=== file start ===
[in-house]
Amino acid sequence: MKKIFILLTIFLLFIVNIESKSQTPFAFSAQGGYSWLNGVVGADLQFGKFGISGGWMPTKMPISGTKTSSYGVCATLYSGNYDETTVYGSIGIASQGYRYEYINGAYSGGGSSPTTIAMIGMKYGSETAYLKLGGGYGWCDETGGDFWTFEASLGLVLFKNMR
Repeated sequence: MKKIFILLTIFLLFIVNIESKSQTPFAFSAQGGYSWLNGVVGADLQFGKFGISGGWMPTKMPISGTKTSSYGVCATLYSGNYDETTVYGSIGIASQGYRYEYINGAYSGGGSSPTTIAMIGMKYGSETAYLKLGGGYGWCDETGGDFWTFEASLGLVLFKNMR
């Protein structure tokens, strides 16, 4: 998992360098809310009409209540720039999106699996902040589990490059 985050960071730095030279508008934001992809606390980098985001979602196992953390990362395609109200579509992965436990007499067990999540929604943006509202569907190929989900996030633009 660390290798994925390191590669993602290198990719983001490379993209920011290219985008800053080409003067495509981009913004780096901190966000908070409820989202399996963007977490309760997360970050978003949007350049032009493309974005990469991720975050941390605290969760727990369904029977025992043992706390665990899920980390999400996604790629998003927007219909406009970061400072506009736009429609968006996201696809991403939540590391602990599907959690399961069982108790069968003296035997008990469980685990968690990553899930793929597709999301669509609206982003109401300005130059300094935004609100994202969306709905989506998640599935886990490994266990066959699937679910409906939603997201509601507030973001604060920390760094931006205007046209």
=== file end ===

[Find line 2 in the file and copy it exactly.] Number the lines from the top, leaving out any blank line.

Amino acid sequence: MKKIFILLTIFLLFIVNIESKSQTPFAFSAQGGYSWLNGVVGADLQFGKFGISGGWMPTKMPISGTKTSSYGVCATLYSGNYDETTVYGSIGIASQGYRYEYINGAYSGGGSSPTTIAMIGMKYGSETAYLKLGGGYGWCDETGGDFWTFEASLGLVLFKNMR